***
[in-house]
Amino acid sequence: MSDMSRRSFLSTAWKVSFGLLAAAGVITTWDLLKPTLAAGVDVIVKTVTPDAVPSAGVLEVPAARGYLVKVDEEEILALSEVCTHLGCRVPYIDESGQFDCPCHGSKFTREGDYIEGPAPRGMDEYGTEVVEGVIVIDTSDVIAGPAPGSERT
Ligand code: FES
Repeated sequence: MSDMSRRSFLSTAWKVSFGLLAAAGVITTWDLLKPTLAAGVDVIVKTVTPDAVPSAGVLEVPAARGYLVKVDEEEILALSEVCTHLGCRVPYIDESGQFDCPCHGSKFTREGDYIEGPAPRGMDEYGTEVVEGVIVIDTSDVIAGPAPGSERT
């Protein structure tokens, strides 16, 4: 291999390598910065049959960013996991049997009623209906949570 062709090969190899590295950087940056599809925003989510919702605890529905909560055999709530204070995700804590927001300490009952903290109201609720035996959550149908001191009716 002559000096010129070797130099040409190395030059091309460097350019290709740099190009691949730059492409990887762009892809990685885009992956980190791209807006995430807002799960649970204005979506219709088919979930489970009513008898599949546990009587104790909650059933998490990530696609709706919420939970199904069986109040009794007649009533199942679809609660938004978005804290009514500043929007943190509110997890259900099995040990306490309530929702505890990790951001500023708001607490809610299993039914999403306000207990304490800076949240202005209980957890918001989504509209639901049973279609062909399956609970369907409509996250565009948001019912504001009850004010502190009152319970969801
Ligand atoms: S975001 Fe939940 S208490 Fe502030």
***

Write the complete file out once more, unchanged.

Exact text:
[in-house]
Amino acid sequence: MSDMSRRSFLSTAWKVSFGLLAAAGVITTWDLLKPTLAAGVDVIVKTVTPDAVPSAGVLEVPAARGYLVKVDEEEILALSEVCTHLGCRVPYIDESGQFDCPCHGSKFTREGDYIEGPAPRGMDEYGTEVVEGVIVIDTSDVIAGPAPGSERT
Ligand code: FES
Repeated sequence: MSDMSRRSFLSTAWKVSFGLLAAAGVITTWDLLKPTLAAGVDVIVKTVTPDAVPSAGVLEVPAARGYLVKVDEEEILALSEVCTHLGCRVPYIDESGQFDCPCHGSKFTREGDYIEGPAPRGMDEYGTEVVEGVIVIDTSDVIAGPAPGSERT
């Protein structure tokens, strides 16, 4: 291999390598910065049959960013996991049997009623209906949570 062709090969190899590295950087940056599809925003989510919702605890529905909560055999709530204070995700804590927001300490009952903290109201609720035996959550149908001191009716 002559000096010129070797130099040409190395030059091309460097350019290709740099190009691949730059492409990887762009892809990685885009992956980190791209807006995430807002799960649970204005979506219709088919979930489970009513008898599949546990009587104790909650059933998490990530696609709706919420939970199904069986109040009794007649009533199942679809609660938004978005804290009514500043929007943190509110997890259900099995040990306490309530929702505890990790951001500023708001607490809610299993039914999403306000207990304490800076949240202005209980957890918001989504509209639901049973279609062909399956609970369907409509996250565009948001019912504001009850004010502190009152319970969801
Ligand atoms: S975001 Fe939940 S208490 Fe502030």